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World’s only artificial intelligence program that makes mistakes on purpose.

World’s only artificial intelligence program that makes mistakes on purpose.

An Artificial Intelligence Program That Makes Mistakes? Yes, It Exists!

Artificial intelligence is known for being accurate, leaving no room for error. But one artificial intelligence program is taking the road untouched, making errors on purpose. This AI program is called Maia.

Maia is a chess program that uses cutting-edge AI from the best chess-playing programs. But instead of being the grandmaster of chess and making every move right, Maia aims to predict human moves, even the wrong ones. Maia was developed by Jon Kleinberg, a Professor at Cornell University. He said that this is the first towards creating an AI that will better understand human fallibility. The concept of this artificial intelligence is to be better at interacting with humans, by teaching, assisting, and negotiating with them.

Where Can This Mistake-Making AI Be Used?

According to Kleinberg, one place where this sort of AI can be used for business is health care. An artificial intelligence system that anticipates and makes errors can be useful in training doctors to read medical images or help them identify errors. “One way to do this is to take problems in which human doctors form diagnoses based on medical images, and to look for images on which the system predicts a high level of disagreement among them”, says Kleinberg. His decision to choose chess was based on the fact that it was one of the first domains where machine intelligence won against a human. “It is this sort of ideal system for trying our algorithms, sort of a model for AI dominance”.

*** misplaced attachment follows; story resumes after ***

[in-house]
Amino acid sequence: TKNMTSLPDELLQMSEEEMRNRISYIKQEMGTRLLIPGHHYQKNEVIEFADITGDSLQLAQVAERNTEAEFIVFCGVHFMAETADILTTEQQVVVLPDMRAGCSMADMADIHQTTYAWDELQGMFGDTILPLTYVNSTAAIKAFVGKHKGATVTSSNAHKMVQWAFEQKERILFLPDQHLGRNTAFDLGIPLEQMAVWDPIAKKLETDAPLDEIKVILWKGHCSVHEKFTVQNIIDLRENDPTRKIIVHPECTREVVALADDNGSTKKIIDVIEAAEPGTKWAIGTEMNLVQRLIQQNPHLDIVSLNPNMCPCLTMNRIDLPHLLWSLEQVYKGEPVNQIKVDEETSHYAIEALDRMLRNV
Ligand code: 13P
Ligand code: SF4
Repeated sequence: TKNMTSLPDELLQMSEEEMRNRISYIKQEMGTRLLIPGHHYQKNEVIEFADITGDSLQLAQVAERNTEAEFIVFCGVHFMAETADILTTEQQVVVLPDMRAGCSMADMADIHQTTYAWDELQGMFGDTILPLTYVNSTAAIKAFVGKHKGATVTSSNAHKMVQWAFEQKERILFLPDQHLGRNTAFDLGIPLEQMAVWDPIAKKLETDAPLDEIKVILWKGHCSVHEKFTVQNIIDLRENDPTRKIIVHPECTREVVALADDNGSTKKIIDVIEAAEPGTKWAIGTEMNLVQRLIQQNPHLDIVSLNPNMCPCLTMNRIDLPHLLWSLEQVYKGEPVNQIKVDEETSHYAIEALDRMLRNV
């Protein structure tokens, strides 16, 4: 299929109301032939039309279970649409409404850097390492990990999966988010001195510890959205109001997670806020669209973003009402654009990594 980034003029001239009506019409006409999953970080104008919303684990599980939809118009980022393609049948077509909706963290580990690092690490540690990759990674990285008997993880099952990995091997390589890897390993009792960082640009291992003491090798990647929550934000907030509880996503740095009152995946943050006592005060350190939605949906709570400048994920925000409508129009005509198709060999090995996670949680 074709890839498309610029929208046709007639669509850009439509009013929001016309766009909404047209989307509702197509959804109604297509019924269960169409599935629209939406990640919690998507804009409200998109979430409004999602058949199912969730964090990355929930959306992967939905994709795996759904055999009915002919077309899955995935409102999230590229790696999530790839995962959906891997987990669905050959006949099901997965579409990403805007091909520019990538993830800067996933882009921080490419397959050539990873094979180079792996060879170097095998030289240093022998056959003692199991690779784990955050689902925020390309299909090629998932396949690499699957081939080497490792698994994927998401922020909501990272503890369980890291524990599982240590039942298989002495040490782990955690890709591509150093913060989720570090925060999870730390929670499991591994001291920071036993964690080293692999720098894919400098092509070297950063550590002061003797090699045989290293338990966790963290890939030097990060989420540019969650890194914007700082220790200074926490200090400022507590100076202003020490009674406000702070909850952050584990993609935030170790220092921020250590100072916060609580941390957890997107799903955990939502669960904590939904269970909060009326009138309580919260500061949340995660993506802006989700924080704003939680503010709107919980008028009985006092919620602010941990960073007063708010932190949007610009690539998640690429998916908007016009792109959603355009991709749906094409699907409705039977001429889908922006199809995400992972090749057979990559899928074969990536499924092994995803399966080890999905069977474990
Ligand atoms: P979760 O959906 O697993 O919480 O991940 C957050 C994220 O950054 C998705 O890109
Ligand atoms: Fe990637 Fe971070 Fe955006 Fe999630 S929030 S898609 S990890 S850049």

The Code Behind The Unusual Maia

Maia was created using a code adapted from Leela Zero, an open-source clone of Alpha Zero which was a revolutionary AI program developed by DeepMind. Alpha Zero broke from the traditional AI chess program by having computers learn, without any human instructions, how to play the game like an expert. In the program, a simulated neural network has virtual neurons that can respond to input. For the purpose of chess, Alpha Zero is taught board positions and moves that are generated during practice games. This adapts the neurons to favor winning moves, this process is known as reinforcement learning. The same approach can be used to play other games too like checkers.

Maia was taught with the help of data from LiChess, a famous online chess server. The result of which was a chess program capable of playing the game in a more human way. More advanced forms of AI can eventually outweigh human intelligence in every domain, from literature to accounting. But according to Kleinberg, “there will be a long transition period where AI and humans will be working together, and there’s going to be some communication between them.”

Matthew Sadler, a British chess grandmaster says Maia can be helpful for training and practice. He says that experts have talked about the concept of chess programs mimicking certain players. With enough games to learn from, Maia can be trained to predict only the moves of a specific chess player.

The use of this error-making artificial intelligence can be used beyond chess. Image playing a game on the PlayStation against an AI that can mimic a top gamer. Moving forward from gaming, this artificial intelligence in business can help with negotiations by understanding human behavior and make software programs that can anticipate what human coworkers are about to do.

Source: www.analyticsinsight.net

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